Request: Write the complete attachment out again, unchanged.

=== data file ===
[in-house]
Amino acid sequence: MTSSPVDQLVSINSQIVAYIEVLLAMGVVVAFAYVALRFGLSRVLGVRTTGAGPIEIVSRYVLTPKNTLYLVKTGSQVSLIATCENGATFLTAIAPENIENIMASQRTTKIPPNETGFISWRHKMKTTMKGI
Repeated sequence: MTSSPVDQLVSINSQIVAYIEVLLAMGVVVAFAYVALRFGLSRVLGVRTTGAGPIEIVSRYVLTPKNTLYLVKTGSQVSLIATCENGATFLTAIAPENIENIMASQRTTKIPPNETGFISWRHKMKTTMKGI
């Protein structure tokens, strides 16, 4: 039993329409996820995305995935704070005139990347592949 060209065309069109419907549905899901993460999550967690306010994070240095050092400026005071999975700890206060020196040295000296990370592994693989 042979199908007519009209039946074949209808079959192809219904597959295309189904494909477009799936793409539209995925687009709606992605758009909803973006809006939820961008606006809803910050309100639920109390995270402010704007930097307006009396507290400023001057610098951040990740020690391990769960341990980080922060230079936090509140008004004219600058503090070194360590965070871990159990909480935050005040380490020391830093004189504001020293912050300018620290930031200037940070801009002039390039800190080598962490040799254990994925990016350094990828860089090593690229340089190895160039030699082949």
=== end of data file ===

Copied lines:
[in-house]
Amino acid sequence: MTSSPVDQLVSINSQIVAYIEVLLAMGVVVAFAYVALRFGLSRVLGVRTTGAGPIEIVSRYVLTPKNTLYLVKTGSQVSLIATCENGATFLTAIAPENIENIMASQRTTKIPPNETGFISWRHKMKTTMKGI
Repeated sequence: MTSSPVDQLVSINSQIVAYIEVLLAMGVVVAFAYVALRFGLSRVLGVRTTGAGPIEIVSRYVLTPKNTLYLVKTGSQVSLIATCENGATFLTAIAPENIENIMASQRTTKIPPNETGFISWRHKMKTTMKGI
């Protein structure tokens, strides 16, 4: 039993329409996820995305995935704070005139990347592949 060209065309069109419907549905899901993460999550967690306010994070240095050092400026005071999975700890206060020196040295000296990370592994693989 042979199908007519009209039946074949209808079959192809219904597959295309189904494909477009799936793409539209995925687009709606992605758009909803973006809006939820961008606006809803910050309100639920109390995270402010704007930097307006009396507290400023001057610098951040990740020690391990769960341990980080922060230079936090509140008004004219600058503090070194360590965070871990159990909480935050005040380490020391830093004189504001020293912050300018620290930031200037940070801009002039390039800190080598962490040799254990994925990016350094990828860089090593690229340089190895160039030699082949």